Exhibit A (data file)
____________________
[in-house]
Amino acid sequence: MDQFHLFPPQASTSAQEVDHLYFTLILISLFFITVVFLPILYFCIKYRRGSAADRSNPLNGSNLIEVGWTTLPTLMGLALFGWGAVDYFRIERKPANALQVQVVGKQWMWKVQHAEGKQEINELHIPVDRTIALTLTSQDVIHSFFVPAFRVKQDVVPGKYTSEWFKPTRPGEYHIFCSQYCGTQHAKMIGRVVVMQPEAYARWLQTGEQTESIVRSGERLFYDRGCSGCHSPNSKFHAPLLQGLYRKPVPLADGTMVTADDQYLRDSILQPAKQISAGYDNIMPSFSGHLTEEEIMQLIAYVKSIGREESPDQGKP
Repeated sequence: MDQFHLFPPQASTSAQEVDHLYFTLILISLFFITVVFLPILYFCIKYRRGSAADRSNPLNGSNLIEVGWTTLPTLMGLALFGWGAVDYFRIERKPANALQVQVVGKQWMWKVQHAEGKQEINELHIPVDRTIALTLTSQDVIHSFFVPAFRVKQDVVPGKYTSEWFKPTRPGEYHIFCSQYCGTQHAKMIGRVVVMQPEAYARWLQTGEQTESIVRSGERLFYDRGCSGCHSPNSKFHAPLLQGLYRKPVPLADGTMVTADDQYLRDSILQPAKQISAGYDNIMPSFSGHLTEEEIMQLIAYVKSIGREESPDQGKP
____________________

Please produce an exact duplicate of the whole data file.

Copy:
[in-house]
Amino acid sequence: MDQFHLFPPQASTSAQEVDHLYFTLILISLFFITVVFLPILYFCIKYRRGSAADRSNPLNGSNLIEVGWTTLPTLMGLALFGWGAVDYFRIERKPANALQVQVVGKQWMWKVQHAEGKQEINELHIPVDRTIALTLTSQDVIHSFFVPAFRVKQDVVPGKYTSEWFKPTRPGEYHIFCSQYCGTQHAKMIGRVVVMQPEAYARWLQTGEQTESIVRSGERLFYDRGCSGCHSPNSKFHAPLLQGLYRKPVPLADGTMVTADDQYLRDSILQPAKQISAGYDNIMPSFSGHLTEEEIMQLIAYVKSIGREESPDQGKP
Repeated sequence: MDQFHLFPPQASTSAQEVDHLYFTLILISLFFITVVFLPILYFCIKYRRGSAADRSNPLNGSNLIEVGWTTLPTLMGLALFGWGAVDYFRIERKPANALQVQVVGKQWMWKVQHAEGKQEINELHIPVDRTIALTLTSQDVIHSFFVPAFRVKQDVVPGKYTSEWFKPTRPGEYHIFCSQYCGTQHAKMIGRVVVMQPEAYARWLQTGEQTESIVRSGERLFYDRGCSGCHSPNSKFHAPLLQGLYRKPVPLADGTMVTADDQYLRDSILQPAKQISAGYDNIMPSFSGHLTEEEIMQLIAYVKSIGREESPDQGKP